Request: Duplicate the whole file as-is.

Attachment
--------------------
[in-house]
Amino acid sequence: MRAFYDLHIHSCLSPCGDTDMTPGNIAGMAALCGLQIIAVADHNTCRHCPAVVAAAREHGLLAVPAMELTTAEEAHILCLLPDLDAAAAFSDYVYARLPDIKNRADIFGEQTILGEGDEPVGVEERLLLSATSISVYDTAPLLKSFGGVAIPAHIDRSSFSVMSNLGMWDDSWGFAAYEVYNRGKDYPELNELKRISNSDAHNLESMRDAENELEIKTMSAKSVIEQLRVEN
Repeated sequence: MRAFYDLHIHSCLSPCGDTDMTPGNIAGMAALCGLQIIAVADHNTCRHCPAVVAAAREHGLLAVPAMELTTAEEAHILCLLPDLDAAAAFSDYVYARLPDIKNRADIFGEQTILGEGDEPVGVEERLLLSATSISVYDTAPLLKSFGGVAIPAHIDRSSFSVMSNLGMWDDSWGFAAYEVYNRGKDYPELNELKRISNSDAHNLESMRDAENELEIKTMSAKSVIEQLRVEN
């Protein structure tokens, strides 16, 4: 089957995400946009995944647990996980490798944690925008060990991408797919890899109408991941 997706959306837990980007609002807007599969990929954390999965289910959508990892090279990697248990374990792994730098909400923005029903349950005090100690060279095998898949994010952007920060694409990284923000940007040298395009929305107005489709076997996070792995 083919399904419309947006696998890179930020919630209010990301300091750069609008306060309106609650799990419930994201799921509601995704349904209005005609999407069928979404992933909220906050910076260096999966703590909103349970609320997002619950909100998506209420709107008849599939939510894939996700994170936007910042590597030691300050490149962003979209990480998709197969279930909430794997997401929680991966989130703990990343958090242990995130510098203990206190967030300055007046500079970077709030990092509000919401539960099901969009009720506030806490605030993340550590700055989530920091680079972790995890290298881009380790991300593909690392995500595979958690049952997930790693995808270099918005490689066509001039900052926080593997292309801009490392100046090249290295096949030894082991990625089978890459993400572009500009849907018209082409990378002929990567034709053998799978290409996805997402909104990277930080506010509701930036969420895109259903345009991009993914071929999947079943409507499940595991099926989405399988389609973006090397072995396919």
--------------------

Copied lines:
[in-house]
Amino acid sequence: MRAFYDLHIHSCLSPCGDTDMTPGNIAGMAALCGLQIIAVADHNTCRHCPAVVAAAREHGLLAVPAMELTTAEEAHILCLLPDLDAAAAFSDYVYARLPDIKNRADIFGEQTILGEGDEPVGVEERLLLSATSISVYDTAPLLKSFGGVAIPAHIDRSSFSVMSNLGMWDDSWGFAAYEVYNRGKDYPELNELKRISNSDAHNLESMRDAENELEIKTMSAKSVIEQLRVEN
Repeated sequence: MRAFYDLHIHSCLSPCGDTDMTPGNIAGMAALCGLQIIAVADHNTCRHCPAVVAAAREHGLLAVPAMELTTAEEAHILCLLPDLDAAAAFSDYVYARLPDIKNRADIFGEQTILGEGDEPVGVEERLLLSATSISVYDTAPLLKSFGGVAIPAHIDRSSFSVMSNLGMWDDSWGFAAYEVYNRGKDYPELNELKRISNSDAHNLESMRDAENELEIKTMSAKSVIEQLRVEN
């Protein structure tokens, strides 16, 4: 089957995400946009995944647990996980490798944690925008060990991408797919890899109408991941 997706959306837990980007609002807007599969990929954390999965289910959508990892090279990697248990374990792994730098909400923005029903349950005090100690060279095998898949994010952007920060694409990284923000940007040298395009929305107005489709076997996070792995 083919399904419309947006696998890179930020919630209010990301300091750069609008306060309106609650799990419930994201799921509601995704349904209005005609999407069928979404992933909220906050910076260096999966703590909103349970609320997002619950909100998506209420709107008849599939939510894939996700994170936007910042590597030691300050490149962003979209990480998709197969279930909430794997997401929680991966989130703990990343958090242990995130510098203990206190967030300055007046500079970077709030990092509000919401539960099901969009009720506030806490605030993340550590700055989530920091680079972790995890290298881009380790991300593909690392995500595979958690049952997930790693995808270099918005490689066509001039900052926080593997292309801009490392100046090249290295096949030894082991990625089978890459993400572009500009849907018209082409990378002929990567034709053998799978290409996805997402909104990277930080506010509701930036969420895109259903345009991009993914071929999947079943409507499940595991099926989405399988389609973006090397072995396919």